After some google hacking (and reading Building Oracle XML Applications, which I thought was way out of date, my first edition of Java and XML was useless) I found this kind of stuff:


To use XPath you need an XMLDocument object:

  DOMParser p = new DOMParser();
p.parse(new StringReader(xml));
  Document doc = p.getDocument();
  XMLDocument xmldoc = (XMLDocument)doc ;
  NodeList nl = xmldoc.selectNodes(xPath) ;

Now we have a loverly list of nodes, and off we go.  Note that this suffers from the usual Java nonsense of returning a null if there’s nothing there.

Getting a String version of a DOM Document


Hmmm – just gives the object ID. How useful is that? Not very.

I noticed that the XMLDocument class has a print method that you can pass an OutputStream to. OK, I think, pass it a StringWriter?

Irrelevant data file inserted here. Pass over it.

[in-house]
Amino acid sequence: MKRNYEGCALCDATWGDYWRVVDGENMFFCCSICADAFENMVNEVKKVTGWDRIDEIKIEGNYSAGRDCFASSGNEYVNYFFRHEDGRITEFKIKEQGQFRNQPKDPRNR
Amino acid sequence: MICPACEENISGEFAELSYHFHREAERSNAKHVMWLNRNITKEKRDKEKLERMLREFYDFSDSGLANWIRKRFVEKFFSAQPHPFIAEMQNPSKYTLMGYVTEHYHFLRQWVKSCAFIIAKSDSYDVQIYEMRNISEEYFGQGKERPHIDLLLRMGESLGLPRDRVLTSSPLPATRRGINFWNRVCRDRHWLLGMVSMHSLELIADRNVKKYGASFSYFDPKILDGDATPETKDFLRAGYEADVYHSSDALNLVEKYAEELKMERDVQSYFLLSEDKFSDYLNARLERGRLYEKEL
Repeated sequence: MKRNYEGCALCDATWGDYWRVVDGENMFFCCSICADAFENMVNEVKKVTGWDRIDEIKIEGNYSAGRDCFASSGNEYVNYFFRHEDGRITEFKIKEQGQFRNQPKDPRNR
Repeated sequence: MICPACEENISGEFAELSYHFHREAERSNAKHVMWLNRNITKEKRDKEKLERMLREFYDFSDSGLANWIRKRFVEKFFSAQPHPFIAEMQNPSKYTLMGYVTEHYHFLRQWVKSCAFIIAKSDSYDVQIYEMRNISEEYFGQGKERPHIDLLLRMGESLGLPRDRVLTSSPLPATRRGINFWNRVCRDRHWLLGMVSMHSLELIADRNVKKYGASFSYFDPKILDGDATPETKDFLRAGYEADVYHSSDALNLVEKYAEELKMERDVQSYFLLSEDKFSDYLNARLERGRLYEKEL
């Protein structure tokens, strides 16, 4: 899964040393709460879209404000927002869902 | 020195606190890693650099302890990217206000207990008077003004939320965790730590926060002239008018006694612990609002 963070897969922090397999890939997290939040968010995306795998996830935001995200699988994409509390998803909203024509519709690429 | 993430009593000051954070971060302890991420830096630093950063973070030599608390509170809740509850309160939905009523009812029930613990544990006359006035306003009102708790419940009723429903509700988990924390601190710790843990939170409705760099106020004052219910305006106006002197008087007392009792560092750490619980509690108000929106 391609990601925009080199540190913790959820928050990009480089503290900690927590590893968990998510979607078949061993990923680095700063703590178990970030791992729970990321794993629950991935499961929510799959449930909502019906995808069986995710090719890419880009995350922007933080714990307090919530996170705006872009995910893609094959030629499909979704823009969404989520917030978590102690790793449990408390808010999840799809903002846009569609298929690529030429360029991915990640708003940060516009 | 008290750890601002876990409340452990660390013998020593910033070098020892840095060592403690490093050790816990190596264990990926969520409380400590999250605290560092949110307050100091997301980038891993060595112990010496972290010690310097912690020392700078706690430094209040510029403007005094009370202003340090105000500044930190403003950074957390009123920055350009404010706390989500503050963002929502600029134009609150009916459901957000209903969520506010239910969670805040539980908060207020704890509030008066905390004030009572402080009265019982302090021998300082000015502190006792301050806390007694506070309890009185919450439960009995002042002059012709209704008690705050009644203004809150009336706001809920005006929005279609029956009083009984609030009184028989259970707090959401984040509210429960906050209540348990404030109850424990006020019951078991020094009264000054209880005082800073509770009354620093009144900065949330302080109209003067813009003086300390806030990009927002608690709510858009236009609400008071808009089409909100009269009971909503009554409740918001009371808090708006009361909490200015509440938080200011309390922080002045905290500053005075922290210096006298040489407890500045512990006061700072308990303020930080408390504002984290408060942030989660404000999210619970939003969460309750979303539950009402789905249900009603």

StringWriter sw = new StringWriter() ;

This compilies but throws a Null Pointer Exception. Must be the interfaces matching but not doing what they’re supposed to. I dig around in the class documentation and find that I can pass a PrintWriter – this works:

    StringWriter sw = new StringWriter() ;
PrintWriter pw = new PrintWriter(sw );

No idea why, haven’t got time to mess around finding out. It works. I think this is superior to a solution I saw where people were calling the serialize method on some weird class or writing your own code that dumps out the contents of a node and passing the root node to it (there are lots of examples on the Web if you look around). Note that this doesn’t work with fragments, at least it doesn’t seem to, have a play with it.

Coming up Fun with XPath: Combining many fields in a query. (when you aren’t trying to write some XSL).